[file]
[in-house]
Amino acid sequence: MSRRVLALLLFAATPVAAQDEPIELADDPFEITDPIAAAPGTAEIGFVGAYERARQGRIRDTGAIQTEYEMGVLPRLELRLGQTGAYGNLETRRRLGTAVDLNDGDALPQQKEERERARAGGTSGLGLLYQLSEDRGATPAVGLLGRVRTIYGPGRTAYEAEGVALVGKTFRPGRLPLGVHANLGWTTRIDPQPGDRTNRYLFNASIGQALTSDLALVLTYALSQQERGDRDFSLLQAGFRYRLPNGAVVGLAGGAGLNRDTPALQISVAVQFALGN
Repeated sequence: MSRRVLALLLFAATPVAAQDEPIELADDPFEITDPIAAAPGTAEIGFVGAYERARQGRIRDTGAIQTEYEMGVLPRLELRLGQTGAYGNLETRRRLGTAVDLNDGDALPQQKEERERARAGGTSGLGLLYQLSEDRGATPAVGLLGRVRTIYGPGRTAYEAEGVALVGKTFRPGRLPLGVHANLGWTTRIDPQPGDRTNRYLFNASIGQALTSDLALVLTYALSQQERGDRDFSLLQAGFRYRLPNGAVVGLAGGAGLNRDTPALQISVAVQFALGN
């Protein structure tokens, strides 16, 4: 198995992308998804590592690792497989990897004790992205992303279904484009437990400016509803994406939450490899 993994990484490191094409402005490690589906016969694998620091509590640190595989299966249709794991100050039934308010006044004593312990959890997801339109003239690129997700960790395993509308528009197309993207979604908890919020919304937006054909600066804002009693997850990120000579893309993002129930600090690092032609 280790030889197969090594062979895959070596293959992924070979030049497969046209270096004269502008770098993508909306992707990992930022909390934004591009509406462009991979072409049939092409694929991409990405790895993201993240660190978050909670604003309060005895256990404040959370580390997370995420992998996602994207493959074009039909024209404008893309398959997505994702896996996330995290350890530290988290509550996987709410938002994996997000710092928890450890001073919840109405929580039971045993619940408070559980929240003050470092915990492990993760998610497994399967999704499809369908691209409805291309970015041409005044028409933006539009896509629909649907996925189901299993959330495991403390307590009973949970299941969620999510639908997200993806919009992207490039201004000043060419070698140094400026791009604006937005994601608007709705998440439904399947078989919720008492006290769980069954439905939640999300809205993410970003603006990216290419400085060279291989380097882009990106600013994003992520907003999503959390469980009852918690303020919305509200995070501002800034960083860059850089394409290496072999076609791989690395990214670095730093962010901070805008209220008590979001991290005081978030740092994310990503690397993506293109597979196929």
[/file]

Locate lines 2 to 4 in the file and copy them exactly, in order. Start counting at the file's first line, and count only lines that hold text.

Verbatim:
Amino acid sequence: MSRRVLALLLFAATPVAAQDEPIELADDPFEITDPIAAAPGTAEIGFVGAYERARQGRIRDTGAIQTEYEMGVLPRLELRLGQTGAYGNLETRRRLGTAVDLNDGDALPQQKEERERARAGGTSGLGLLYQLSEDRGATPAVGLLGRVRTIYGPGRTAYEAEGVALVGKTFRPGRLPLGVHANLGWTTRIDPQPGDRTNRYLFNASIGQALTSDLALVLTYALSQQERGDRDFSLLQAGFRYRLPNGAVVGLAGGAGLNRDTPALQISVAVQFALGN
Repeated sequence: MSRRVLALLLFAATPVAAQDEPIELADDPFEITDPIAAAPGTAEIGFVGAYERARQGRIRDTGAIQTEYEMGVLPRLELRLGQTGAYGNLETRRRLGTAVDLNDGDALPQQKEERERARAGGTSGLGLLYQLSEDRGATPAVGLLGRVRTIYGPGRTAYEAEGVALVGKTFRPGRLPLGVHANLGWTTRIDPQPGDRTNRYLFNASIGQALTSDLALVLTYALSQQERGDRDFSLLQAGFRYRLPNGAVVGLAGGAGLNRDTPALQISVAVQFALGN
């Protein structure tokens, strides 16, 4: 198995992308998804590592690792497989990897004790992205992303279904484009437990400016509803994406939450490899 993994990484490191094409402005490690589906016969694998620091509590640190595989299966249709794991100050039934308010006044004593312990959890997801339109003239690129997700960790395993509308528009197309993207979604908890919020919304937006054909600066804002009693997850990120000579893309993002129930600090690092032609 280790030889197969090594062979895959070596293959992924070979030049497969046209270096004269502008770098993508909306992707990992930022909390934004591009509406462009991979072409049939092409694929991409990405790895993201993240660190978050909670604003309060005895256990404040959370580390997370995420992998996602994207493959074009039909024209404008893309398959997505994702896996996330995290350890530290988290509550996987709410938002994996997000710092928890450890001073919840109405929580039971045993619940408070559980929240003050470092915990492990993760998610497994399967999704499809369908691209409805291309970015041409005044028409933006539009896509629909649907996925189901299993959330495991403390307590009973949970299941969620999510639908997200993806919009992207490039201004000043060419070698140094400026791009604006937005994601608007709705998440439904399947078989919720008492006290769980069954439905939640999300809205993410970003603006990216290419400085060279291989380097882009990106600013994003992520907003999503959390469980009852918690303020919305509200995070501002800034960083860059850089394409290496072999076609791989690395990214670095730093962010901070805008209220008590979001991290005081978030740092994310990503690397993506293109597979196929």